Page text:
Integrating cloud services into Tanzu Application Platform

In this Services Toolkit tutorial you learn how service operators can integrate the cloud services of their choice into Tanzu Application Platform.

There are a multitude of cloud-based services available on the market for consumers today. AWS, Azure, and GCP all provide support for a wide range of fully-managed, performant and on-demand services ranging from databases, to message queues, to storage solutions and beyond. In this tutorial you will learn how to integrate any one of these services into Tanzu Application Platform, so that you can offer it for apps teams to consume in a simple and effective way.

This tutorial is written at a slightly higher level than the other tutorials in this documentation. This is because it is not feasible to write detailed, step-by-step documentation for integrating every cloud-based service into Tanzu Application Platform. Each service brings a different set of considerations and concerns.

Instead, this tutorial guides you through the general approach to integrating cloud-based services into Tanzu Application Platform. While specific configurations change between services, the overall process remains the same through a consistent set of steps. The aim is to give you enough understanding so that you can integrate any cloud-based service you want into Tanzu Application Platform.

For a more specific and low-level procedure, see Configure dynamic provisioning of AWS RDS service instances, which provides each step in detail for AWS RDS integration. It might be useful to read through that guide even if you want to integrate with one of the other cloud providers.

About this tutorial

Target user role: Service Operator
Complexity: Advanced
Estimated time: 30 minutes
Topics covered: Dynamic Provisioning, Cloud-based Services, AWS, Azure, GCP, Crossplane
Learning outcomes: An understanding of the steps involved in integrating cloud-based services into Tanzu Application Platform


The following diagram shows, at a high-level, what is required to integrate a cloud-based service into Tanzu Application Platform.

Diagram shows a high-level overview of the steps required to integrate a cloud-based service into Tanzu Application Platform.


This tutorial provides the steps required to integrate cloud services, and includes tips and references to example configurations where appropriate.

Step 1: Install a Provider

Install a suitable Crossplane Provider for your cloud of choice. Upbound provides support for the three main cloud providers:


These cloud-based Providers often install many hundreds of additional CRDs onto the cluster, which can have a negative impact on cluster performance. For more information, see Cluster performance degradation due to large number of CRDs.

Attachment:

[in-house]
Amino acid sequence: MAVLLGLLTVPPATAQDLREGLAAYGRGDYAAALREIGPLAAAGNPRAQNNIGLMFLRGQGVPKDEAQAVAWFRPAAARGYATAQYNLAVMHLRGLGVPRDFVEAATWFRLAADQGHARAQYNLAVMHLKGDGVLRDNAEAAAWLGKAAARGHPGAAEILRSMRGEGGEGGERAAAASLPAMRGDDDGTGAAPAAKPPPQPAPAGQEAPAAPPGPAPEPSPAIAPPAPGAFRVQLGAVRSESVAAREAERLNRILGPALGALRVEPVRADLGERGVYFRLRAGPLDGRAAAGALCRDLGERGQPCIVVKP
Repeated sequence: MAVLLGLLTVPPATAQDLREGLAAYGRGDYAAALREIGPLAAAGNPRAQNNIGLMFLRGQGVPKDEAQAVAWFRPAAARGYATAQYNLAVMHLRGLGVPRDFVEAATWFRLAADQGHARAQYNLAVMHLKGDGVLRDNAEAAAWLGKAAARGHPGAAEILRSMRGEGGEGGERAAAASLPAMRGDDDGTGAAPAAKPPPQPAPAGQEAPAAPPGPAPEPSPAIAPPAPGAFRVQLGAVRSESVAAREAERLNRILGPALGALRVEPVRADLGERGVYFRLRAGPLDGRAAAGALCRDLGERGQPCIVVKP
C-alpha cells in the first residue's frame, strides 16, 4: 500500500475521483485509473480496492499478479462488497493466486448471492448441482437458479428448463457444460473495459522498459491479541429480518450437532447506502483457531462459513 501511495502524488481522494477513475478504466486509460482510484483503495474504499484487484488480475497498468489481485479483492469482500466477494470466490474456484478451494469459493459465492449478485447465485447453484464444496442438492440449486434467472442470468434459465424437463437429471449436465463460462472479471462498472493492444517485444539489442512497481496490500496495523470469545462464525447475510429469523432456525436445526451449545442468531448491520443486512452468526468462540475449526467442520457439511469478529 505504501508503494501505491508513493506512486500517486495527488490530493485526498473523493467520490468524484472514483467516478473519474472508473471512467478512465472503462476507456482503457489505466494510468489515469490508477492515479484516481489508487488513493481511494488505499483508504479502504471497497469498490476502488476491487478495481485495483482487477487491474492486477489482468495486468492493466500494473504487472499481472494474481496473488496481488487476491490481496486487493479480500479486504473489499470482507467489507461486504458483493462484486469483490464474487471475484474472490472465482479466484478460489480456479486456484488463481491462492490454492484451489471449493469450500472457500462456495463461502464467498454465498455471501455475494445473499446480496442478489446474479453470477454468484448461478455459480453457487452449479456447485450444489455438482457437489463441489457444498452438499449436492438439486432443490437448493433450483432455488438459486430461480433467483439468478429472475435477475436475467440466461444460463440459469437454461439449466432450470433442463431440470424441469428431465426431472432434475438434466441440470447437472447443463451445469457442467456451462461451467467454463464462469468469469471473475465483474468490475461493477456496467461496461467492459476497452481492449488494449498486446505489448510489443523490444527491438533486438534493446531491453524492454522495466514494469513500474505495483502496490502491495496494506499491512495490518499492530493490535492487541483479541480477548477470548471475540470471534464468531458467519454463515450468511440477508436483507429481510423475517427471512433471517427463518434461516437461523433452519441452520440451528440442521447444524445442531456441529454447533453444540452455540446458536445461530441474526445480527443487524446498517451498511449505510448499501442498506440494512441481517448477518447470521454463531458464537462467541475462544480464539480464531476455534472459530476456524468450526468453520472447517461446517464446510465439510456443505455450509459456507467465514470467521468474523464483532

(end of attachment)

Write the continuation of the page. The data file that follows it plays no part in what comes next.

Choose the Provider you want, and then follow Upbound’s official documentation to install the Provider and to create a corresponding ProviderConfig.


The official documentation for the Provider includes a step to “Install Universal Crossplane”. You can skip this step because Crossplane is already installed as part of Tanzu Application Platform.

The documentation also assumes Crossplane is installed in the upbound-system namespace. However, when working with Crossplane on Tanzu Application Platform, it is installed to the crossplane-system namespace by default. Ensure that you use the correct namespace when you create the Secret and the ProviderConfig with credentials for the Provider.

Step 2: Create a CompositeResourceDefinition

Create a CompositeResourceDefinition, which defines the shape of a new API type which is used to create the cloud-based resources.

For help creating the CompositeResourceDefinition, see the Crossplane documentation, or see Create a CompositeResourceDefinition in Configure dynamic provisioning of AWS RDS service instances.

Step 3: Create a Composition

This step is likely to be the most time-consuming. The Composition is where you define the configuration for the resources that make up the service instances for app teams to claim. Configure the necessary resources for usable service instances that users can connect to and use over the network.

To get started with creating a Composition, first read through Configuring Composition in the Upbound documentation.

You can also see the following Composition examples:

Step 4: Create a provisioner-based ClusterInstanceClass

Create a provisioner-based ClusterInstanceClass which is configured to refer to the CompositeResourceDefinition created earlier. For example:

kind: ClusterInstanceClass
  name: cloud-service-foo
    short: FooDB by cloud provider Foo!
      compositeResourceDefinition: NAME-OF-THE-COMPOSITE-RESOURCE-DEFINITION

For a real-world example, see Make the service discoverable in Configure dynamic provisioning of AWS RDS service instances.

Step 5: Configure RBAC

Create an Role-Based Access Control (RBAC) rule using the claim verb pointing to the ClusterInstanceClass you created. For example:

kind: ClusterRole
  name: app-operator-claim-foo-db
  labels: "true"
- apiGroups:
  - ""
  - clusterinstanceclasses
  - cloud-service-foo
  - claim

For a real-world example, see Configure RBAC in Configure dynamic provisioning of AWS RDS service instances.

Step 6: Verify your integration

To test your integration, create a ClassClaim that points to the ClusterInstanceClass you created. For example:

kind: ClassClaim
  name: claim-1
    name: cloud-service-foo
    key: value

Verify that the ClassClaim eventually transitions into a READY=True state. If it doesn’t, debug the ClassClaim using kubectl. For how to do this, see Troubleshoot Services Toolkit.

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